Despite significant progress over the past fifteen years associated with School Mapping Restructure (SMR) in Chinese rural schools, many small schools have been closed or have merged with larger primary schools. This has resulted, among other things, in difficulties for many students in rural areas who now have to travel longer distances to a central (primary) school and whose families generally have to bear greater expenses for schooling. This paper examines the role of small rural schools in the Chinese education system, looks at the context and impacts of SMR on these schools in terms of quality, cost and access indicators, and highlights some of the key difficulties faced by these schools in the restructured education system. We argue that small rural schools have a significant role to play in delivering education services in rural China and should therefore be retained, supported and equipped with the right levels of facilities and quality services for them to fulfill their role. The policy implications of these findings for education officials are discussed in the context of continuing SMR.
This paper analyzes the behavior of families in China regarding private tutoring, applying game theory to its discussion of their actions. It finds that families will definitely give their children private tutoring after school in order to obtain better educational opportunities in situations where the distribution of educational resources is uneven. According to game theory, overuse of private tutoring after school will waste societal resources and negatively affect all the players in the game. It is argued that a key strategy to reduce private tutoring after school is to close the gaps in state provision of education.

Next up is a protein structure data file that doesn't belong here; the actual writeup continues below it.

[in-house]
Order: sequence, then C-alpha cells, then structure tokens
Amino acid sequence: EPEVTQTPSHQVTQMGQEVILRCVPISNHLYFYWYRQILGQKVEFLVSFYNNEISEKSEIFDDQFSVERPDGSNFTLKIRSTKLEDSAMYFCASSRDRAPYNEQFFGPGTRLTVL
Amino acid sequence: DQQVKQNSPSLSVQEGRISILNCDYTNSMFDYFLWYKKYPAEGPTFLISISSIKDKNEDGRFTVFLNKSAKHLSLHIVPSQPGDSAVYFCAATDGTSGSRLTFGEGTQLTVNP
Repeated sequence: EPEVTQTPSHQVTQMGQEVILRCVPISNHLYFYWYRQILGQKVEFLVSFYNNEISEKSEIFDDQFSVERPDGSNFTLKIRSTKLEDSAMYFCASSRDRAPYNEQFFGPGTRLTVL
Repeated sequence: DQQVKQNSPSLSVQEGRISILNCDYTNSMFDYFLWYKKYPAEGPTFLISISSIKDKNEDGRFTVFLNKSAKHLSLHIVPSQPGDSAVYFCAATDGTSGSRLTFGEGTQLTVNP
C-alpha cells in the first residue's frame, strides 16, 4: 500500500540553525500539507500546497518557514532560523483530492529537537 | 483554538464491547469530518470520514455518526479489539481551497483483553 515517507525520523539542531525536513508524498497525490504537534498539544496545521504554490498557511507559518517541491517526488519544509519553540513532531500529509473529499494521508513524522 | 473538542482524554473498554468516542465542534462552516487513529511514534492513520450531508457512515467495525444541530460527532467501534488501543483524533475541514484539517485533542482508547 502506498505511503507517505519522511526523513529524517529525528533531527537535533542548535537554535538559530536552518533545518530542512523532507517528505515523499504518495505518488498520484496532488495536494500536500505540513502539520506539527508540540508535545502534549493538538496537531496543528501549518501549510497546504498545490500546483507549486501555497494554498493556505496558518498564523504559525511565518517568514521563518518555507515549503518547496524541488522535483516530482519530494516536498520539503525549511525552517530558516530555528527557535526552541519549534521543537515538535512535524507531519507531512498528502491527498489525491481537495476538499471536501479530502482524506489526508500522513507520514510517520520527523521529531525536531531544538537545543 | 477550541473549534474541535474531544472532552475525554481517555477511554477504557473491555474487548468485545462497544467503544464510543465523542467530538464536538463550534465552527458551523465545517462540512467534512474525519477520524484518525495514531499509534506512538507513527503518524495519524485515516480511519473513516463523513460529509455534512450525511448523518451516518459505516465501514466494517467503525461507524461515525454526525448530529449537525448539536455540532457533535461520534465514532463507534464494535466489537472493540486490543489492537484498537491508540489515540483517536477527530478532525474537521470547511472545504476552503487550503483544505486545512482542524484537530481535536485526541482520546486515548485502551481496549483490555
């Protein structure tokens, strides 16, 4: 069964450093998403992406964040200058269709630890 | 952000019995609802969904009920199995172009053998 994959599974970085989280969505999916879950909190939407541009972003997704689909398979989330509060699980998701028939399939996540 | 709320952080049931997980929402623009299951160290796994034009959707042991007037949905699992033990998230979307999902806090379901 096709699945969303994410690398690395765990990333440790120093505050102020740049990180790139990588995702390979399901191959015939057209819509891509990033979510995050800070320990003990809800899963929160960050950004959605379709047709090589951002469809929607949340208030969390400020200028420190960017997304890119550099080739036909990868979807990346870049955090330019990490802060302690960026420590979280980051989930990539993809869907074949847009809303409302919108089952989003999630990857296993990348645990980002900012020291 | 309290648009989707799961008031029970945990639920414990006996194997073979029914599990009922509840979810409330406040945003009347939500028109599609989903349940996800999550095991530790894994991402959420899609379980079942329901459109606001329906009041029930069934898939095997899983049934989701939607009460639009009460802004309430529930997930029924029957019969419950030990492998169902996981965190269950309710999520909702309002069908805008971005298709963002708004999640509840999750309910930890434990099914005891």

In this paper, we employ quantitative and qualitative content analysis to investigate the nature of humanistic value content in the Chinese language arts curriculum and whether or not this varies across old and new versions of the textbooks. Our findings illustrate the various dimensions of humanistic value content in the Chinese language arts curriculum and suggest that there is as much variation across different versions of the new textbooks as there is between old and new versions of the curriculum.
This study was designed to investigate the nature of activities in an immersion English class and a non-immersion English class in the mainland of China, and to find out the differences between these two types of class through data gained from observation and interviews. Spoken discourse analysis was used to analyze the data, where Engestr?m’s activity complex system was used as the analytical framework to examine the nature of activities in the two types of classes. The results showed that it is the dynamic and situated nature of activity that makes a difference between the activities in these two classes. The interaction among the activity components, the social relations emerging through the process, the use of target language as the main mediational tool, and the subject content revealed in the activities enhance our emic understanding of the nature of activities. Implications can be drawn for English language teaching and for students’ English language learning for the schools in the mainland of China. This study contributes to both immersion education and classroom interaction.